They say you can tell a lot about a wine by looking at its legs. These days, though, Keel and Curley Winery has been interested in yours.
The winery has hosted several summer grape stomp events where patrons could pay to brave the slimy, squelchy sensations of the grape and citrus-filled buckets all afternoon. On June 1 and July 27, stompers came out in waves to kickstart the process of limited-edition wine and sangria that they’ll be able to try and buy later.
“Usually we’re pressing fruit with mechanical presses, but this gives people a chance to really get involved with our wine,” Keel Farms director of operations Jacob Stills said.
The July 27 stomp, which was all about sangria, got people into the buckets to mash up a blend of the winery’s grapes and blueberries, navel oranges and limes. It also featured wine samples from the June 1 stomp, which was so successful the winery decided to scrap the idea of doing it once a year in favor of doing it more frequently.
“We had weeks of people asking, ‘When are you doing it again?’” Stills said. “There’s a lot of joy. Everyone gets up there and they’re not sure at first. It’s cold. It’s slimy. When they get done, there’s just the biggest smiles.”
Many stompers, like first-timer Patrick Lucas, were excited to get in the bucket and get up close and personal with their sangria.
“It’s a little cold at first, shocking on the toes, but after a while it kind of feels like you’re stepping on a squishy little jelly ball,” Lucas said. “It’s good fun. I wanted to sample it when I was stomping on it. It looked pretty good… as long as I’m drinking mine, it’s OK.”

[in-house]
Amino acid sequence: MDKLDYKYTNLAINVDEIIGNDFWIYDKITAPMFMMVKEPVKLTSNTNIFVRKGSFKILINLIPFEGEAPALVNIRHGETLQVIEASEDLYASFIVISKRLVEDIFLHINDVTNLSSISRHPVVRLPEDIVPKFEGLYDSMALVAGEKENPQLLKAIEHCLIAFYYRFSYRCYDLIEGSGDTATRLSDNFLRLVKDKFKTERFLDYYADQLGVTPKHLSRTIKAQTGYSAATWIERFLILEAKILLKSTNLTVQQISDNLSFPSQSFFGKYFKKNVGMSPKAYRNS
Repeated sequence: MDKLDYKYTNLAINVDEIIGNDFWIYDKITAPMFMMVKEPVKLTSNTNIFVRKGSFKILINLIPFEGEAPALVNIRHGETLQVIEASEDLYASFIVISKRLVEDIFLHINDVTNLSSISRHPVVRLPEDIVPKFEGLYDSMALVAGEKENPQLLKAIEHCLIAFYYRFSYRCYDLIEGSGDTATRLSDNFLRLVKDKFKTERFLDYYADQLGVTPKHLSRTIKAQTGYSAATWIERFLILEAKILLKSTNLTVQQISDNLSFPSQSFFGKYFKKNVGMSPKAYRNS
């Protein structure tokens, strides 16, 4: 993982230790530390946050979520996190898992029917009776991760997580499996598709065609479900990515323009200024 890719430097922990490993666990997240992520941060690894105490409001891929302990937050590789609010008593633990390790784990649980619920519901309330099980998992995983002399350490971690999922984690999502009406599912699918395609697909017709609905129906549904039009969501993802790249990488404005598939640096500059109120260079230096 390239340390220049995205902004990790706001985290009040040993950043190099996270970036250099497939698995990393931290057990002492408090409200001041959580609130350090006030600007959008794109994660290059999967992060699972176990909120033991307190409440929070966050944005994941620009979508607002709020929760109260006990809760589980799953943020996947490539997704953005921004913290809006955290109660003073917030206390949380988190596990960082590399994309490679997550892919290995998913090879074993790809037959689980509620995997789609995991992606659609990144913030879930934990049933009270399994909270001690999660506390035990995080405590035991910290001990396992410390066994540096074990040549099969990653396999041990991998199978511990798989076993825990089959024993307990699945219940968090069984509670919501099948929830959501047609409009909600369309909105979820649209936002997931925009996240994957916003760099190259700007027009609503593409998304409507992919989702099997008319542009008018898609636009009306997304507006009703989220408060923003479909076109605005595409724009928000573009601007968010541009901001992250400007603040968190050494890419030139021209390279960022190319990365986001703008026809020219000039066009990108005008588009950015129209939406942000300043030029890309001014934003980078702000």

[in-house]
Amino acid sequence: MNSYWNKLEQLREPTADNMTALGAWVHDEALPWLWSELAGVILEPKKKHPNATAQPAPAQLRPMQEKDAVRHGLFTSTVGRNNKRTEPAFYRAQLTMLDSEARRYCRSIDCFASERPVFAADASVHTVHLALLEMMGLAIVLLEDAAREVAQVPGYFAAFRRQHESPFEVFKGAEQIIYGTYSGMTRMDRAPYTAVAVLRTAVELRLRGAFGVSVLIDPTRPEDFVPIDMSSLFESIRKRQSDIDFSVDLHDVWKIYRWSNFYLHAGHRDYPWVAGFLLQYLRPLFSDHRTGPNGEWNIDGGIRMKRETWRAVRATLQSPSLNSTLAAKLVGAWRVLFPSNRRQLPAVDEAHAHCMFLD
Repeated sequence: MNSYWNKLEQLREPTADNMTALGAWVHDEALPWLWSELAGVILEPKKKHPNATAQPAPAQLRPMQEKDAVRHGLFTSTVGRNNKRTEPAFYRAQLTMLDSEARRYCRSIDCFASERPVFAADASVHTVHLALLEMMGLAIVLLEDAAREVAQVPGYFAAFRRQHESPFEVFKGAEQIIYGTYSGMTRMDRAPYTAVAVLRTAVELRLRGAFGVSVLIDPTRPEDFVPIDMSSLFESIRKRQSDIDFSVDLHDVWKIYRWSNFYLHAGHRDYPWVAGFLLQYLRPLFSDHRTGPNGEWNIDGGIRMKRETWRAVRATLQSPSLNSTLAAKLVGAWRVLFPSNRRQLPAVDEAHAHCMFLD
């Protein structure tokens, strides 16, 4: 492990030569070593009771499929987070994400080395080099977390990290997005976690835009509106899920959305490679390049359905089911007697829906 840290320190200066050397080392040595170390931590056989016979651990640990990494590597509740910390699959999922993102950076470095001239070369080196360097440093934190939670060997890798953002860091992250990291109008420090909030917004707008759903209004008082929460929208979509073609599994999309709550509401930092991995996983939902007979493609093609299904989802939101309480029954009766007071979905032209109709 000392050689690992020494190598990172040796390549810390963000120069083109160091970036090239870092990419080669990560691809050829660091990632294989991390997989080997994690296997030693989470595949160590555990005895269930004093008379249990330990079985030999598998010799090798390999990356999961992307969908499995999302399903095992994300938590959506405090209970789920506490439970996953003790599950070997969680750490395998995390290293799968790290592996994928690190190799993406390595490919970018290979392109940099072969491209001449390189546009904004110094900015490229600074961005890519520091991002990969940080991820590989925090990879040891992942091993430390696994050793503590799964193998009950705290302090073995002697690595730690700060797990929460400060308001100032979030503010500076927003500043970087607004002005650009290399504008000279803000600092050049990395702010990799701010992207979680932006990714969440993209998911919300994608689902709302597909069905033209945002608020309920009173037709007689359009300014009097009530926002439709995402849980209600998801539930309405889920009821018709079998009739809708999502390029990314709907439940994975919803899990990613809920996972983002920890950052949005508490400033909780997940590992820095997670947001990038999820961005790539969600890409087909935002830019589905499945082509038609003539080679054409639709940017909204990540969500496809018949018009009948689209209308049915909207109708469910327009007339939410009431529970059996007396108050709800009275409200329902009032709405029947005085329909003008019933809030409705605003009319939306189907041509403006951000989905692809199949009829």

For other people, what Stills jokingly calls “foot-gria” is going to be an automatic hard pass just because of the initial production method. But Stills and the winery have been diligent to make sure absolutely nothing gross from the stompers’ feet actually makes it into the final product.
“So we do wash everyone’s feet with a no-rinse sanitizer, but before we do anything with the wine it gets a sulfide bath,” Stills said. “Similar to how they clean fruit before you eat it, before it gets to you. That way, it will kill off anything that wants to grow in the wine before we put in the yeast, which we want to grow. And the fermentation, that’s gonna be the predominant organism in there and it’s gonna kill off everything that wants to infect it.”
The only sickness anyone could get from it would likely involve a hangover.
The winery is making the sangria for its Aug. 24 Sangria Night, which is when the stompers will finally be able to enjoy the fruits of their labor. The festival will also feature an outdoor Latin market with Cuban and Mexican food, hand-rolled cigars and more.
“It’s gonna be a lot of fun,” Stills said.
To hear about upcoming events and get tickets for future grape stomps, follow the winery on Facebook at facebook.com/KCWinery.